We’ve been praying upside-down.

Tonight in prayer meeting we looked a some passages of scripture that showed how Christians or believers in great need prayed. We looked in Acts 4 and Nehemiah 9. If you look in those passages, you will see that the prayers start with acknowledging who God is and what He has done in an act of worship and praise. Whether it’s the Israelites in Nehemiah’s day or the Jewish followers of Jesus in Acts 4, we see a pattern of praise before petition.

Brian asked us what can we learn when we look at out own prayer pattern in light of this biblical pattern. The agreement is that we and most people spend just a little time praising God for what He has done and a lot of time praying about our problems.

This is what I learned looking as the Holy Spirit searched my heart. I often pray with a level of doubt and a lack of expectancy. There’s a common phrase often used in prayers that while is righteous and awesome, being prayed by Jesus Himself, it often leads us to hold back hope. “But not my will, but Your will be done.” This is an awesome prayer that I believe only Jesus prayed perfectly. I so often fail when I engage in that type of prayer. It comes out “Not my will, but Yours.”, but in my heart it’s more like “Not my will, but Yours, but it probably isn’t Your will or it very well could not be” The last part of my version has some truth to it but taken down a sinful path in can produce doubt and even despair.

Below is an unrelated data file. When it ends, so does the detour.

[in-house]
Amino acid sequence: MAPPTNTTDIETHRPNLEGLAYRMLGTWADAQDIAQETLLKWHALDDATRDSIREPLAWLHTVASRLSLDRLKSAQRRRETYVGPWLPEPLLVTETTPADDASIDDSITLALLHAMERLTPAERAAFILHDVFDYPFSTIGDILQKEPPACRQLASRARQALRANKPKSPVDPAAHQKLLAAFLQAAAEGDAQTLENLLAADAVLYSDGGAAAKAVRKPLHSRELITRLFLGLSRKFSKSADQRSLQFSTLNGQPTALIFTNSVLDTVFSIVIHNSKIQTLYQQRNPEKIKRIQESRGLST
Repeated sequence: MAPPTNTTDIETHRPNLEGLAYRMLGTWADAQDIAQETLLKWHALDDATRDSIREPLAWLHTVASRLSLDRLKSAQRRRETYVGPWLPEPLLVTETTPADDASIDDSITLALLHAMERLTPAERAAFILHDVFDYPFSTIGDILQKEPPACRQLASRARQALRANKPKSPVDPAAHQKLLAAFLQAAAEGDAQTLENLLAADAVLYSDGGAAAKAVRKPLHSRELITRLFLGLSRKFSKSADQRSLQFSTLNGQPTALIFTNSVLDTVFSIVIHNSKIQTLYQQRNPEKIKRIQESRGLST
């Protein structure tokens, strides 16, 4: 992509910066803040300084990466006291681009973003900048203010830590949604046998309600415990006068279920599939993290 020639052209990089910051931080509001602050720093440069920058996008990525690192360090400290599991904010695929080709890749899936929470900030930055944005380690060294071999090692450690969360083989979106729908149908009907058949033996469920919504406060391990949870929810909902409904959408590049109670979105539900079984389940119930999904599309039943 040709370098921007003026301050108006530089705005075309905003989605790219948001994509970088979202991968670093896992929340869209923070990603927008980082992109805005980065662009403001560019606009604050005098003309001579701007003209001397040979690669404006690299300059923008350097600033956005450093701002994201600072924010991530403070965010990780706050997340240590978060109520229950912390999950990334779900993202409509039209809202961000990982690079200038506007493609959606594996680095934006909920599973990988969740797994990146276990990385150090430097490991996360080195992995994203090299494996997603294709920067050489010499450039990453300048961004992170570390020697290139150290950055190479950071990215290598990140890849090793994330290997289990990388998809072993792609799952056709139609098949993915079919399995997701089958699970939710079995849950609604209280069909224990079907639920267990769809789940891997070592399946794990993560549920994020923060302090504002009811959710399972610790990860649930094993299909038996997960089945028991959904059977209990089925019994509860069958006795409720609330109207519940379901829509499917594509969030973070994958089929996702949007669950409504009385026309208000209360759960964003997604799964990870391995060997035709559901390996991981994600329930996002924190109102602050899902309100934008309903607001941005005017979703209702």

You see, the reason why it’s good to flip our prayers around is to see that God is the giver of every good and perfect gift as the James tell us in his letter. We can acknowledge that God delights in giving His children good things. Are we promised there will be trouble in this world? Yes we are. Jesus Himself made that promise. But we are not promised only trouble. A follower of Jesus will not have an easy life. And often God will give us the request of our prayers in a way we don’t understand at the time and may not understand until we are in heaven, if even then. But He promises that if we trust in His will, He will provide exactly what we need at the right time. That may be what we ask for here on Earth or the comfort needed in the promise of the future glory of  being with Jesus in the New Heaven and New Earth. Sometimes He won’t just give us our request in a different way than we thought, but  He will actually just say no. Like a parent who says “No” to the child who asks for candy and the parent knows the child does not need the candy. God knows your need. He richly provides. He “is able to do far more abundantly than all that we ask or think, according to the power at work within us”.